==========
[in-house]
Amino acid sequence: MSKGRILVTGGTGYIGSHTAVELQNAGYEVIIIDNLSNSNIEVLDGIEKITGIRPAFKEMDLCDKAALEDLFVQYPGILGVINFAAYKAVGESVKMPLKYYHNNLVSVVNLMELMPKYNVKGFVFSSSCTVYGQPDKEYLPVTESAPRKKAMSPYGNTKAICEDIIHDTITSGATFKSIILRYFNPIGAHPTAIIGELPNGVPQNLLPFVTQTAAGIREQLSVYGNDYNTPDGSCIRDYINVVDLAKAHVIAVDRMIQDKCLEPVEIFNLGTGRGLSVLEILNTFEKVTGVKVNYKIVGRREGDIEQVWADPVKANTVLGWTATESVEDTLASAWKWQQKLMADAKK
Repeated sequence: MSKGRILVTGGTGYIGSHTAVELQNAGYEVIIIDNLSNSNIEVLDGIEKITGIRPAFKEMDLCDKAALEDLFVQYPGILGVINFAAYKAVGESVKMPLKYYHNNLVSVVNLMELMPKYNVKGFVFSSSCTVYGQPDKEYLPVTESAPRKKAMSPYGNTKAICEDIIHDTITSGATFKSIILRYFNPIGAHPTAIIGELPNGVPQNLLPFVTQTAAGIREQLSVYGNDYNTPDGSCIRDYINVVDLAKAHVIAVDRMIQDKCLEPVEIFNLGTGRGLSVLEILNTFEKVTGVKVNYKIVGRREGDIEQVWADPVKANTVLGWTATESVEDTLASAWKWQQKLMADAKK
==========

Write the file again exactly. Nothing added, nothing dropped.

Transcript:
[in-house]
Amino acid sequence: MSKGRILVTGGTGYIGSHTAVELQNAGYEVIIIDNLSNSNIEVLDGIEKITGIRPAFKEMDLCDKAALEDLFVQYPGILGVINFAAYKAVGESVKMPLKYYHNNLVSVVNLMELMPKYNVKGFVFSSSCTVYGQPDKEYLPVTESAPRKKAMSPYGNTKAICEDIIHDTITSGATFKSIILRYFNPIGAHPTAIIGELPNGVPQNLLPFVTQTAAGIREQLSVYGNDYNTPDGSCIRDYINVVDLAKAHVIAVDRMIQDKCLEPVEIFNLGTGRGLSVLEILNTFEKVTGVKVNYKIVGRREGDIEQVWADPVKANTVLGWTATESVEDTLASAWKWQQKLMADAKK
Repeated sequence: MSKGRILVTGGTGYIGSHTAVELQNAGYEVIIIDNLSNSNIEVLDGIEKITGIRPAFKEMDLCDKAALEDLFVQYPGILGVINFAAYKAVGESVKMPLKYYHNNLVSVVNLMELMPKYNVKGFVFSSSCTVYGQPDKEYLPVTESAPRKKAMSPYGNTKAICEDIIHDTITSGATFKSIILRYFNPIGAHPTAIIGELPNGVPQNLLPFVTQTAAGIREQLSVYGNDYNTPDGSCIRDYINVVDLAKAHVIAVDRMIQDKCLEPVEIFNLGTGRGLSVLEILNTFEKVTGVKVNYKIVGRREGDIEQVWADPVKANTVLGWTATESVEDTLASAWKWQQKLMADAKK